• Asymptotic rejection of sustained disturbances. If the disturbance model predicts a sustained disturbance, controller adjustments continue until the plant output returns to its desired trajectory. This emulates an integral mode in a classical feedback controller.

You can provide the input disturbance model as an LTI state-space (ss), transfer function (tf), or zero-pole-gain (zpk) object. See Controller State Estimation for more details about the input disturbance model.

The MPC controller converts the input disturbance model to a discrete-time, delay-free, LTI state-space system using the same steps used to convert the plant model (see Plant Model). The result is:

xid(k+1)=Aidxid(k)+Bidwid(k)d(k)=Cidxid(k)+Didwid(k).

Here, Aid, Bid, Cid, and Did are constant state space matrices and:

  • xid(k) — nxid ≥ 0 input disturbance model states.

  • dk(k) — nd dimensionless unmeasured input disturbances.

  • wid(k) — nid ≥ 1 dimensionless white noise inputs, assumed to have zero mean and unity variance.

Output Disturbance Model

The output disturbance model is a special case of the more general input disturbance model. Its output is directly added to the plant output rather than affecting the plant states. The diagram shows its location in the MPC model hierarchy. The output disturbance model indicates how the disturbance will evolve with time (in other words, what type of disturbance signal you would expect) and it is often used in practice. See Controller State Estimation for more details about the output disturbance model.

If you don't provide an output disturbance model, the MPC controller will create one by default when there is no input disturbance model and augmenting the plant model does not violate state observability.

The getoutdist command provides access to the model being used.

Using the same steps as for the plant model (see Plant Model), the MPC controller converts the output disturbance model to a discrete-time, delay-free, LTI state-space system. The result is:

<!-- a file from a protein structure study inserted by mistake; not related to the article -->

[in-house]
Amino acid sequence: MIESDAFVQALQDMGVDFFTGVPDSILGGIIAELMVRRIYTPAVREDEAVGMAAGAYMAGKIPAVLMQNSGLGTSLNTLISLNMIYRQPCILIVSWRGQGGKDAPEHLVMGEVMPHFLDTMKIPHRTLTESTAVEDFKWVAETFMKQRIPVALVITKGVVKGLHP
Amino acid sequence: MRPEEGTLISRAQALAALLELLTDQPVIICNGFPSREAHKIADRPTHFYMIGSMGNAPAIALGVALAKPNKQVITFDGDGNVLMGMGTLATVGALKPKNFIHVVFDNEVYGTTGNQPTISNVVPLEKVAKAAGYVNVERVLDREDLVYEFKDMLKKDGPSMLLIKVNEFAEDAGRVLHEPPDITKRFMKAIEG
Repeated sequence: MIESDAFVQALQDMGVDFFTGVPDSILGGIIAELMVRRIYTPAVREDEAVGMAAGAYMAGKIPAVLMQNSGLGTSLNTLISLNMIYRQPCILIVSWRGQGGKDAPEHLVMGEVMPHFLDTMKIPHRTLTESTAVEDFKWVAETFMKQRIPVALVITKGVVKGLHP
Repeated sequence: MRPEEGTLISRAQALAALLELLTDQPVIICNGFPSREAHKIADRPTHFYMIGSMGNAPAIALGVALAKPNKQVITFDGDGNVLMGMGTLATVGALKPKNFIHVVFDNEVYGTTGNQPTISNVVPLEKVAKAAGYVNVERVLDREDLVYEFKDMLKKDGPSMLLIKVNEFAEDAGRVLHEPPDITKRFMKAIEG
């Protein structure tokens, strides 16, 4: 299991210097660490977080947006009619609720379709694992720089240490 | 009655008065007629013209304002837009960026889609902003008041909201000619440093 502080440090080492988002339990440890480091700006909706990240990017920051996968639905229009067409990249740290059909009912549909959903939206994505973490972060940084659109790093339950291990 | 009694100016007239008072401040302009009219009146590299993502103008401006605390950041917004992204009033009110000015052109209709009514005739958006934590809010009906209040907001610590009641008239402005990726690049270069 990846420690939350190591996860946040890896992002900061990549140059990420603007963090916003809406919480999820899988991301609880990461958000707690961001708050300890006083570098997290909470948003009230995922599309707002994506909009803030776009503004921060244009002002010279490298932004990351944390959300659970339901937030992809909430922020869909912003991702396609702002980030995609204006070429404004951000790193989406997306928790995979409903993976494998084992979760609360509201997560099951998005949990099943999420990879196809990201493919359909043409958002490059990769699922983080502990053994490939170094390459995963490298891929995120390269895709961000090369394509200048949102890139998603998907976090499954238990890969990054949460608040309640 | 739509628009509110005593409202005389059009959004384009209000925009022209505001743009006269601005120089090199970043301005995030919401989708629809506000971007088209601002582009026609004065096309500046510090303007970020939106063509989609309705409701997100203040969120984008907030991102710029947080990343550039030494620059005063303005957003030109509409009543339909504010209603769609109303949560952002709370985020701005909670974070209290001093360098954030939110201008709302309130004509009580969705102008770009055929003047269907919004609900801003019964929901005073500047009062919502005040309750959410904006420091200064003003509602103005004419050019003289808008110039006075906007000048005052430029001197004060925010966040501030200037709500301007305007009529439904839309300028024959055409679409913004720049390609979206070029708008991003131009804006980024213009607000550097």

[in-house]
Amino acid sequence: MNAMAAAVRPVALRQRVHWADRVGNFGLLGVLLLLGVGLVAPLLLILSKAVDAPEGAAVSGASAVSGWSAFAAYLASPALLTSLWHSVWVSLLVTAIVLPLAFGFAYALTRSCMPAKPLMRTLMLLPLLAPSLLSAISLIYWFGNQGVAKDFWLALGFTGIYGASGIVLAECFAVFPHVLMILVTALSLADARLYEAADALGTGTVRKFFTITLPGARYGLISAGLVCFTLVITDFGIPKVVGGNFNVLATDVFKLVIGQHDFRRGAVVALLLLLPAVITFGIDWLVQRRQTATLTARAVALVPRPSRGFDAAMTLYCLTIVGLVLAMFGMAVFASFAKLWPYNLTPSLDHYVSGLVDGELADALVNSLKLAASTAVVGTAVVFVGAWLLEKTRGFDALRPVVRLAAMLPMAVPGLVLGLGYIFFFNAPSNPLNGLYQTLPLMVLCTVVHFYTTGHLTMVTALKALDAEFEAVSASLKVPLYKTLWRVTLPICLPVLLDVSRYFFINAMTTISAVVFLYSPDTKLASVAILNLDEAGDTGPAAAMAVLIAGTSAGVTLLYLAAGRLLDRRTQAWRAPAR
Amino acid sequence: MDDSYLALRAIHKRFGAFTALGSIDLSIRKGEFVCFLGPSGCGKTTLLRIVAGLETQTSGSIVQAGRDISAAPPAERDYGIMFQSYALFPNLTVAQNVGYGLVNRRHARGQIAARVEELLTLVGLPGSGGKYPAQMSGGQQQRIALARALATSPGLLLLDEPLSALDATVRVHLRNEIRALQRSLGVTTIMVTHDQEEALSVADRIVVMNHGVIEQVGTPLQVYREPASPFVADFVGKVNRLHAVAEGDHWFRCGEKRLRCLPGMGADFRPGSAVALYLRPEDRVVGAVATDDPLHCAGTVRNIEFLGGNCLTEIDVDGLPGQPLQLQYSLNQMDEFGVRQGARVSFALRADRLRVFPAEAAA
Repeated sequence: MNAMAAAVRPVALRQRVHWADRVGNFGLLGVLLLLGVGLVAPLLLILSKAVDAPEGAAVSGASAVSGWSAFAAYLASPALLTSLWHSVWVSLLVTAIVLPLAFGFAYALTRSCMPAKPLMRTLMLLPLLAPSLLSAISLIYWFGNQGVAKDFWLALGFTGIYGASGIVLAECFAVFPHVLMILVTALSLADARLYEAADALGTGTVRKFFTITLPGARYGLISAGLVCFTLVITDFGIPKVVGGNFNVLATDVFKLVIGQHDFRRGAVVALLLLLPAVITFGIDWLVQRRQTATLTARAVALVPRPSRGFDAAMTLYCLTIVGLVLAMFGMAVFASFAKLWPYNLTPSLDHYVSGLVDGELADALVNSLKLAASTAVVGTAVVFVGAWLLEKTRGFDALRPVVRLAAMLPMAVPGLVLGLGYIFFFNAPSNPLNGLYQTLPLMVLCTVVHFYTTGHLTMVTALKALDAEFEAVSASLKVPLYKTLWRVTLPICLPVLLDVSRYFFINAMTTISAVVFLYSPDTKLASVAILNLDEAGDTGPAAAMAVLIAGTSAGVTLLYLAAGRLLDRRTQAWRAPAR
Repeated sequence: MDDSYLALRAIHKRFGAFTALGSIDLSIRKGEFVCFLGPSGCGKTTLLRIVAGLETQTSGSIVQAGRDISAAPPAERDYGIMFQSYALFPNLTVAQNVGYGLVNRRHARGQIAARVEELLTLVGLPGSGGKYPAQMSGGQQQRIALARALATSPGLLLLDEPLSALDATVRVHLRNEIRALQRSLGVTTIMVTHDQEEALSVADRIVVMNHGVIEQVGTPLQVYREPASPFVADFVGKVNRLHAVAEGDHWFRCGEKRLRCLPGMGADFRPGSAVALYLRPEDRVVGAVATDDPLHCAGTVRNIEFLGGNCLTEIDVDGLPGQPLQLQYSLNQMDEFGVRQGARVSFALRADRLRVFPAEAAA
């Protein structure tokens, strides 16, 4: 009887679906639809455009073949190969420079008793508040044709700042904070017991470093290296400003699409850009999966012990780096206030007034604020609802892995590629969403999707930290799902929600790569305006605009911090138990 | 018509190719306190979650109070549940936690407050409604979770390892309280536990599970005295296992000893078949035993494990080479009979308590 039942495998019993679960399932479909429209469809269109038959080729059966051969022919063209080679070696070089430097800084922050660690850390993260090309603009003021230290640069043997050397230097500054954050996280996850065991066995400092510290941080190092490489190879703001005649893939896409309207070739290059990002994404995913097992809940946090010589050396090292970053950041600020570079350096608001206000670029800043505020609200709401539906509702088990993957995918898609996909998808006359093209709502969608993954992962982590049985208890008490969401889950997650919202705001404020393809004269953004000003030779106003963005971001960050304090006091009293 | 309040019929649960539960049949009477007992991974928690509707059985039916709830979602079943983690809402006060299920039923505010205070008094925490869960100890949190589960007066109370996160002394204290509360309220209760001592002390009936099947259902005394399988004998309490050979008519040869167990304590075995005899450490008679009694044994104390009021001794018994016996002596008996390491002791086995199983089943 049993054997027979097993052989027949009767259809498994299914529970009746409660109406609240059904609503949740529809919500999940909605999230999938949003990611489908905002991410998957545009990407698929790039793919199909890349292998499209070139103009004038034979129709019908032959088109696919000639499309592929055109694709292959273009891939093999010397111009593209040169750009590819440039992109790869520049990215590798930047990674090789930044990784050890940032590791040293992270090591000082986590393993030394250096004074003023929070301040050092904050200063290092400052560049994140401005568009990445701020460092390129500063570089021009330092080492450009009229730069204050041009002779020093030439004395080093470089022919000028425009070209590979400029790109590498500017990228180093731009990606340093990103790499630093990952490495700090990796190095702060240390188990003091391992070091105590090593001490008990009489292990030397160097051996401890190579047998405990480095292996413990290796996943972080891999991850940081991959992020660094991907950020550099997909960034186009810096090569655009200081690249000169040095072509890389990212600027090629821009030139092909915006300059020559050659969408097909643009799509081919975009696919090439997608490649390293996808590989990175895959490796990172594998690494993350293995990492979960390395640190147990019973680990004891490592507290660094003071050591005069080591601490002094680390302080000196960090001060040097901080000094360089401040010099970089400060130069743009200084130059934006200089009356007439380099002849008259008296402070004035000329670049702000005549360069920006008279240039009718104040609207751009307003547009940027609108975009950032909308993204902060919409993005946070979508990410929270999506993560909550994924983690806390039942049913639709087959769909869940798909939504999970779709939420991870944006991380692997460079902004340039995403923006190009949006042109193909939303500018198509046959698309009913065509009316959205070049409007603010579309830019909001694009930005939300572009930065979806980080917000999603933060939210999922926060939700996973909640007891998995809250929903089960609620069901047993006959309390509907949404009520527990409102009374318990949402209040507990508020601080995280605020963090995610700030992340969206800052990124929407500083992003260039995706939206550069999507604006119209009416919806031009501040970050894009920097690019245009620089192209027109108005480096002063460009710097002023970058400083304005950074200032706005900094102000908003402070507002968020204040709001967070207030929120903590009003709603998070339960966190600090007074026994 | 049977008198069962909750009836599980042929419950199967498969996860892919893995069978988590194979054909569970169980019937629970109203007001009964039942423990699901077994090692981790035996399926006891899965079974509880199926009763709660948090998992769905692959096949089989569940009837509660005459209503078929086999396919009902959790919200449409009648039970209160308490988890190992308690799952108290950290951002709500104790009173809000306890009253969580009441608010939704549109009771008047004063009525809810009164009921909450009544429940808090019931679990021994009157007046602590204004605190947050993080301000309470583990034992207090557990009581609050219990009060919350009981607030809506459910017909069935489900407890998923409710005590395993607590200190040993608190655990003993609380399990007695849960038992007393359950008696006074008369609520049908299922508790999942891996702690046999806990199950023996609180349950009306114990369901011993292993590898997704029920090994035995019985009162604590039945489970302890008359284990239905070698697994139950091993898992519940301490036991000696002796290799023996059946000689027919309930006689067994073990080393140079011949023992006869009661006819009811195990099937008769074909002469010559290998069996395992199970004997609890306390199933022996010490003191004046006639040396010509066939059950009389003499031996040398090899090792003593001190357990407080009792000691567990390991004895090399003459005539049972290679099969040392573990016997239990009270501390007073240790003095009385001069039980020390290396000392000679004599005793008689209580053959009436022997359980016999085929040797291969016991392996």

xod(k+1)=Aodxod(k)+Bodwod(k)yod(k)=Codxod(k)+Dodwod(k).

Here, Aod, Bod, Cod, and Dod are constant state space matrices and:

  • xod(k) — nxod ≥ 1 output disturbance model states.

  • yod(k) — ny dimensionless output disturbances to be added to the dimensionless plant outputs.

  • wod(k) — nod dimensionless white noise inputs, assumed to have zero mean, unity variance.

Measurement Noise Model

One of the controller design objectives is to distinguish disturbances, which require a response, from measurement noise, which should be ignored. The measurement noise model has this purpose. The diagram shows its location in the MPC model hierarchy. The measurement noise model indicates how the noise will evolve with time (in other words, what type of noise signal you would expect).

See Controller State Estimation for more details about this model model.

Using the same steps as for the plant model (see Plant Model), the MPC controller converts the measurement noise model to a discrete-time, delay-free, LTI state-space system. The result is:

xn(k+1)=Anxn(k)+Bnwn(k)yn(k)=Cnxn(k)+Dnwn(k).

Here, An, Bn, Cn, and Dn are constant state space matrices and:

  • xn(k) — nxn ≥ 0 noise model states.

  • yn(k) — nym dimensionless noise signals to be added to the dimensionless measured plant outputs.

  • wn(k) — nn ≥ 1dimensionless white noise inputs, assumed to have zero mean, unity variance.

If you do not supply a noise model, the default is a unity static gain: nxn = 0, Dn is an nym-by-nym identity matrix, and An, Bn, and Cn are empty.

For an mpc controller object MPCobj, the property MPCobj.Model.Noise provides access to the measurement noise model.

    Note:   If the minimum eigenvalue of DnDnT is less than 1x10–8, the MPC controller adds 1x10–4 to each diagonal element of Dn. This adjustment makes it more likely that the default Kalman gain calculation will succeed.